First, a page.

The Associated Press reports that Microsoft will announce a new push e-mail service for mobile devices at the 3GSM phone show in Barcelona, Spain today. This is, of course, terrible news for embattled RIM whose Blackberry devices have been a corporate standard for this service. According to the report, a number of analysts are predicting a potentially serious impact on RIM's business.
"Strand Consult, a Denmark-based IT research house, expects companies worldwide to invest in much broader mobile e-mail access for their employees in 2006.
"At the end of the year, many will be asking themselves whether they really needed a Blackberry handset from RIM to check mail - and RIM might be asking themselves what went wrong," Strand wrote in a research note.
"Microsoft will most probably overtake RIM as the leading mobile email provider."
Wireless access to email, calendars and contacts - once the preserve of jet-setting executives and professionals in law and finance - is increasingly seen as a useful tool for a wider array of workers, keeping them informed and in touch when away from their desks."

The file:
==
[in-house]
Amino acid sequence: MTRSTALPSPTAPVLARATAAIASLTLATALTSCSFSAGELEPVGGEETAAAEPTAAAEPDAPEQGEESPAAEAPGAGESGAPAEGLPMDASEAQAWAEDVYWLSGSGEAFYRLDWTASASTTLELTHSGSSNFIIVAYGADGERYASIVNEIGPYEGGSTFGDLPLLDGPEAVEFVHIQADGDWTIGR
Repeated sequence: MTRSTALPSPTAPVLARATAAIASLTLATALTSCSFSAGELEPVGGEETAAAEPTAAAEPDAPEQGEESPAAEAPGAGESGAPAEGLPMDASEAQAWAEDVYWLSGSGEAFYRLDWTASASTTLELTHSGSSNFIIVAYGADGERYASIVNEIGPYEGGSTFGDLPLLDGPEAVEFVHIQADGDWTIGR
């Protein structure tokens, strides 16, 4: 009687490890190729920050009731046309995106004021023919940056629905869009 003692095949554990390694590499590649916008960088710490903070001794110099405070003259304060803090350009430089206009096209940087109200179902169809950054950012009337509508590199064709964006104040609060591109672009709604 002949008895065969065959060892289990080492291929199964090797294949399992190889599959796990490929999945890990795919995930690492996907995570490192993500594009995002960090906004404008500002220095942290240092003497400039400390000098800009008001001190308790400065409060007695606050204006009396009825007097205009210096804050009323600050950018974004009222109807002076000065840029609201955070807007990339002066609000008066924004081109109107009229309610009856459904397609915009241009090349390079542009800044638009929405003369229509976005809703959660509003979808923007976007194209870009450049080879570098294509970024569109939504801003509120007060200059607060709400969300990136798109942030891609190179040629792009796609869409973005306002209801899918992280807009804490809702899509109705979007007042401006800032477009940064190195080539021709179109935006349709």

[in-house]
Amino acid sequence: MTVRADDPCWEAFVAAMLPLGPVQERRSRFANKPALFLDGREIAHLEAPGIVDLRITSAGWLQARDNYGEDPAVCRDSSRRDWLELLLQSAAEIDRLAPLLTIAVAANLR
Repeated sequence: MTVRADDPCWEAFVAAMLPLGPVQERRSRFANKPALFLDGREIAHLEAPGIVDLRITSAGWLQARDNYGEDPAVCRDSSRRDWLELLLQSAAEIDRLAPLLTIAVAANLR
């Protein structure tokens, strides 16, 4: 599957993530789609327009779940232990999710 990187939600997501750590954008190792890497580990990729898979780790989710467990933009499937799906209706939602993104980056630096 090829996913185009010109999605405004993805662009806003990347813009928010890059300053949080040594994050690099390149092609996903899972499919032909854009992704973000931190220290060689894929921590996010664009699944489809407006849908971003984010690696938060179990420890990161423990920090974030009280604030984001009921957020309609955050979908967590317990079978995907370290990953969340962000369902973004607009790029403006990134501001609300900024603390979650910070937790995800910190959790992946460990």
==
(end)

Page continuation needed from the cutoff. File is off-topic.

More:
The initial telecom partners for this venture are Vodaphone and Cingular. Hewlett Packard will also announce an IPAQ running Windows Mobile 5.0 that can use the service over a WiFi or Bluetooth connection. What makes Microsoft's announcement so interesting is that the new push e-mail will not require additional server hardware or software. The latest release of Exchange Server last fall includes the server-side capabilities for the service and existing Windows Mobile 5.0 devices will require only a software upgrade to take advantage of the service.
UPDATE: eWEEK's report discusses some of the reasons why RIM is probably not shaking in their boots just yet. According to the analysts and early testers quoted in the article, notable issues Microsoft still has to work through include security and usability on the client side. Still, if history is any guide, this should probably be treated more as a momentary reprieve than cause for any long-term comfort on RIM's part.